The Internet was developed during a period of time, but its beginning was in the 1960s. It began with the development of the so-called ARPAnet in the 1960s.Continue Reading
The ARPAnet was developed by scientists at M.I.T. and ARPA, a U.S. government agency, as a response to the Cold War with Soviet Russia to ensure communications between computers in the event that the Soviets knocked out the telephone system. ARPAnet, connecting four computers, delivered its first message in 1969.
In the early 1970s, other computer networks were added and TCP, or transmission control protocol, on which the modern Internet is based was developed by scientist Vinton Cerf. In 1989, a Swiss programmer named Tim Berners-Lee created the World Wide Web as a place to store information as well as communicate. In 1992, students at the University of Illinois developed the first browser, called Mosaic, and later that year Congress allowed the Web to be used for commercial purposes.Learn more about Computer History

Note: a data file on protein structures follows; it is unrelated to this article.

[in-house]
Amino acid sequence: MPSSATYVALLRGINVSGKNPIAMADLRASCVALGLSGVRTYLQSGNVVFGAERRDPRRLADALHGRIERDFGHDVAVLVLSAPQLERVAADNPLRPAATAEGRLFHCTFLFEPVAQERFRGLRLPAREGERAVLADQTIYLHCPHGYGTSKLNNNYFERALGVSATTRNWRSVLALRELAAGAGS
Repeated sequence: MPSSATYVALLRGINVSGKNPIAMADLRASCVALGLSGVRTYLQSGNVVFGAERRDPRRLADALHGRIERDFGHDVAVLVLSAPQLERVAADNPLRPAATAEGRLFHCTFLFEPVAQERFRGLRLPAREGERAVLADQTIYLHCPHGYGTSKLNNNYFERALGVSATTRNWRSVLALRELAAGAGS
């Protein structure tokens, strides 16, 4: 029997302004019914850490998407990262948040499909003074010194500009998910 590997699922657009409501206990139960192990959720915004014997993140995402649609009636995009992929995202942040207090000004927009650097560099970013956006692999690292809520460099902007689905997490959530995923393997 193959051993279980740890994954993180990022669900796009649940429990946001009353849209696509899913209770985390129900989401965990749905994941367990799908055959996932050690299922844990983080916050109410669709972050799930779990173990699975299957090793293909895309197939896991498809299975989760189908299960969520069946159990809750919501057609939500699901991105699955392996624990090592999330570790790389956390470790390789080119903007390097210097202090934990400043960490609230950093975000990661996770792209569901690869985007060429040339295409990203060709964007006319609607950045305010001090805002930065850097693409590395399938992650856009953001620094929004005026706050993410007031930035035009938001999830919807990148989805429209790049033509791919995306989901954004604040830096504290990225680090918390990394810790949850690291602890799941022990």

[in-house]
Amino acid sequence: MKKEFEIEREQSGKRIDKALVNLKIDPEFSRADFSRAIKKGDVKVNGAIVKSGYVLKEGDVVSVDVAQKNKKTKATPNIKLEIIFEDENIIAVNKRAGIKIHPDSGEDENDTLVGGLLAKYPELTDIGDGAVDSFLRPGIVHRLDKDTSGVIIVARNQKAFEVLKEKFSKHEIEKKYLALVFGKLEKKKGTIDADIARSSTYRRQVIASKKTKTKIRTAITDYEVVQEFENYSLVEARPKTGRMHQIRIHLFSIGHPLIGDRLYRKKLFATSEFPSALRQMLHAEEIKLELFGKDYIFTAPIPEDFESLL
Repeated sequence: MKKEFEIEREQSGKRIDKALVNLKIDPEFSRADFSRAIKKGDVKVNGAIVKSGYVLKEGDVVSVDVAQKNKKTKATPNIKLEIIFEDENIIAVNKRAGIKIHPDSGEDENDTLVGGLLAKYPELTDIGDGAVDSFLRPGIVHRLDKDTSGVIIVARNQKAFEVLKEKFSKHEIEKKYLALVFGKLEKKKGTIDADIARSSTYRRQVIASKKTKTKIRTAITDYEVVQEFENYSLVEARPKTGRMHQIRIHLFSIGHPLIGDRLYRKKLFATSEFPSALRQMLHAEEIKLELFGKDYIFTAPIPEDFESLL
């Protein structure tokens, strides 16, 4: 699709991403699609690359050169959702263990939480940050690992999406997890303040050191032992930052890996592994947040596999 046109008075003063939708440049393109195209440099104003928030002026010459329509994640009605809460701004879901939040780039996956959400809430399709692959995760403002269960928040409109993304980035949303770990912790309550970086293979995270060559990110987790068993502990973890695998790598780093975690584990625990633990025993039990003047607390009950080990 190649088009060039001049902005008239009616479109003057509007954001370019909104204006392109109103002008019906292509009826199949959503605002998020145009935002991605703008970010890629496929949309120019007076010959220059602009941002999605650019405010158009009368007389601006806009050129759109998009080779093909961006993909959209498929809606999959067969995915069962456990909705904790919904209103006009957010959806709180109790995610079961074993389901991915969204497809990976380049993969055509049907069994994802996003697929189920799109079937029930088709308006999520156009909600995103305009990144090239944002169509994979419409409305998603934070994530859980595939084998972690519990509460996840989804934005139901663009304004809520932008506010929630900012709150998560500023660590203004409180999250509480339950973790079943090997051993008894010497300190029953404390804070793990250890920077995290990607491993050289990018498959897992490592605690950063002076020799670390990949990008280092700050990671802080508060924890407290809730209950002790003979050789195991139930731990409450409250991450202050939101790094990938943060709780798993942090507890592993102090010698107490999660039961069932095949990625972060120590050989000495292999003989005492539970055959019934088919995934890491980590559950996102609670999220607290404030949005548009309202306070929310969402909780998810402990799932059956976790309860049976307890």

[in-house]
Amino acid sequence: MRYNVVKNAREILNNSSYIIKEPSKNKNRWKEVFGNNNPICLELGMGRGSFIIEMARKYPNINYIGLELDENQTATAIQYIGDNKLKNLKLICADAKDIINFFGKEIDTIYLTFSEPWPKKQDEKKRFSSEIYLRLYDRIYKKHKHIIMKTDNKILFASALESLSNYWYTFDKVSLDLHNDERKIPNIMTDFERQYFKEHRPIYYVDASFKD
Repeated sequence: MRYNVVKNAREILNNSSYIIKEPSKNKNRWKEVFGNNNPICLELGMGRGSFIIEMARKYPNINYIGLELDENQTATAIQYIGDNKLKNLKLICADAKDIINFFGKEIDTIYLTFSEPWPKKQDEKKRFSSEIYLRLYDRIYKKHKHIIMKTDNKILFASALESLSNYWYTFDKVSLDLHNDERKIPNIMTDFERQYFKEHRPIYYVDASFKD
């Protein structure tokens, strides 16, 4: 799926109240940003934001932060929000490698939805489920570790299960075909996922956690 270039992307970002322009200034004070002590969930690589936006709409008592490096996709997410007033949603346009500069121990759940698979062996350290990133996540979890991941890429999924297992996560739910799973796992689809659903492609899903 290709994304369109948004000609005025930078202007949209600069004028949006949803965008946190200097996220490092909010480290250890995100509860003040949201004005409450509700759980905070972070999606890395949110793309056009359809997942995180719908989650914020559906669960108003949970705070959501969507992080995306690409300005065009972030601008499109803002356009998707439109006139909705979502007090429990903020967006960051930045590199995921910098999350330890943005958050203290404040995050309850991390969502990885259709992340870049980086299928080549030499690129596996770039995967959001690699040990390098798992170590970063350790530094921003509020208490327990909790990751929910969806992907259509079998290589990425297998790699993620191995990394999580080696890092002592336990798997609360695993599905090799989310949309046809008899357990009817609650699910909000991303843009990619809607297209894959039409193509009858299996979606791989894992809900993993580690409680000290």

The Internet in its current incarnation came into existence with the invention of the World Wide Web by Tim Berners-Lee in the 1990s. However, the general idea behind the Internet was already in use at that time, albeit in a much smaller way.Full Answer >
The hypothesis of the Internet was first written about by J.C.R. Licklider, but the actual building of it did not occur until 1969 with the creation of ARPANET. The first two nodes to be connected were at UCLA's Network Measurement Center and the Stanford Research Institute.Full Answer >
The first working prototype of the Internet was invented in 1965 by a scientist from M.I.T. The network was known as ARPAnet.Full Answer >
The Internet had its beginnings with the first ARPANET connection between two computers, which occurred on October 29, 1969. The data transmission technology used in this network was adapted for civilian use, and by the early 1980s, the Internet connected many different computer networks across the country.Full Answer >